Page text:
Thursday, 29 December 2011

Sikh Heritage in neglect part 1

Building new memorials but ignoring the old ones.

While the ruling SAD combine in Punjab lists as its achievements a slew of museums promoting the Khalsa heritage, the existing ones are in a sad state of neglect

The Guru Teg Bahadur Museum is located less than 1 km from the monumental Virasat-e-Khalsa and just 50 metre from Takht Sri Kesgarh Sahib in this holy town, but its condition is very different from the Rs 300-crore monument inaugurated by Chief Minister Parkash Singh Badal on November 25.

The museum was shut for renovation some 18 months ago and is yet to be opened to the public though work was “completed” some time in June-July at a cost of Rs 1 crore. The reason: Official apathy and an unending wait for some exhibits that were taken to Patiala and Chandigarh for restoration soon after renovation began in the first half of 2010.

Located across the road from one of the five Sikh Takhts, Takht Sri Kesgarh Sahib, the museum’s main door was found locked earlier this month. A woman employee, one of the nine working at the museum, revealed that due to renovation “it had been closed to the public for over 18 months. Some of the artifacts were yet to arrive and only once they did could the museum be formally reopened to the general public,” she told The Tribune team.

Guru Teg Bahadur Museum, Anandpur Sahib.
The locked entrance: Guru Teg Bahadur Museum, Anandpur Sahib.

A little later, a member of the museum security staff opened the side door to allow the team to have a look at the paintings on display in the exhibition hall. The paintings had been taken to Chandigarh and Patiala for retouching and for new mounts.

A cannon belonging to Guru Gobind Singh lay wrapped up in a piece of cloth in a corner as its mount was yet to be assembled. Empty display cases waited for Guru Teg Bahadur’s robe and Guru Gobind Singh’s sword.

Though polished granite and glossy imported tiles have been used in the renovated exhibition hall, a thick dust cover could be seen on paintings of the Sikh Gurus. The museum does not have a cleaner.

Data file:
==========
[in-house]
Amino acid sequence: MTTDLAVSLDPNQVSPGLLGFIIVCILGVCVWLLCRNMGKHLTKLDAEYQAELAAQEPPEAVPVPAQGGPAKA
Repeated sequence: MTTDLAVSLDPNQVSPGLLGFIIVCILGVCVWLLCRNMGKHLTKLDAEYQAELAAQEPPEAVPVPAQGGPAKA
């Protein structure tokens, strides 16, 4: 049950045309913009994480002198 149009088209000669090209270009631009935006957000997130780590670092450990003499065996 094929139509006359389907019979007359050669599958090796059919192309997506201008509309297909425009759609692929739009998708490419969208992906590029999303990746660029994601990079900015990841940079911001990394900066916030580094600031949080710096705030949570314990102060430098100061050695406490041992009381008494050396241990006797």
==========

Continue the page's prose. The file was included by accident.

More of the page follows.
The Guru Teg Bahadur Museum is dedicated to the ninth guru’s sacrifice but not many in the holy city that primarily owes its eminence to ninth Sikh Guru, Guru Teg Bahadur, and tenth Sikh Guru, Guru Gobind Singh,were aware that it had been closed for almost two years.

The SGPC employees at Takht Sri Kesgarh Sahib didn’t know. The Director of Cultural Affairs, mandated to look after all museums in the state, is not even aware of its existence.

“To be honest, I am not aware of this museum. I was given charge of this department recently. I was brought in as the Chief Executive Officer of the Anandpur Sahib Foundation to get the Virasat-e-Khalsa completed. That task has been accomplished. Now I will focus on other heritage buildings, museums and war memorials in the state,” says Karamjit Singh Sra, director of Cultural Affairs. He had no explanation for the state of neglect.

The new-look museum boasts of close circuit cameras, neon lights and other state-of-the-art fittings. The original plaque tracing the museum’s origin lay stacked outside along the boundary wall with broken pieces of furniture and old fittings.

The plaque says that the museum was developed under the guidance of Dr MS Randhawa. Architect Surjit Singh, artists Kirpal Singh, Jaswant Singh and Devinder Singh and engineers SS Virdi, TN Gupta, Surjit Singh and Sarup Singh Rattan were associated with its design, construction and exhibits. Also associated with the museum were the then Director of Punjab Public Relations Tej Singh and Additional Director, Cultural Affairs, Tarlochan Singh.

The museum was completed in the early 80s. In 2010, because of years of neglect, it was shut for renovation. There is still a lot of wet paint around and it is likely to be a while before the museum is re-opened to the public.

Rich history forgotten
  • Cannon belonging to Guru Gobind Singh lay wrapped in cloth in a corner; its mount yet to be assembled
  • Thick layer of dust on paintings of the Sikh Gurus; the museum has no safai karamchari
  • Empty display cases await Guru Teg Bahadur’s robe and Guru Gobind Singh’s sword

Prabhjot Singh,Tribune India, Anandpur Sahib, December 28


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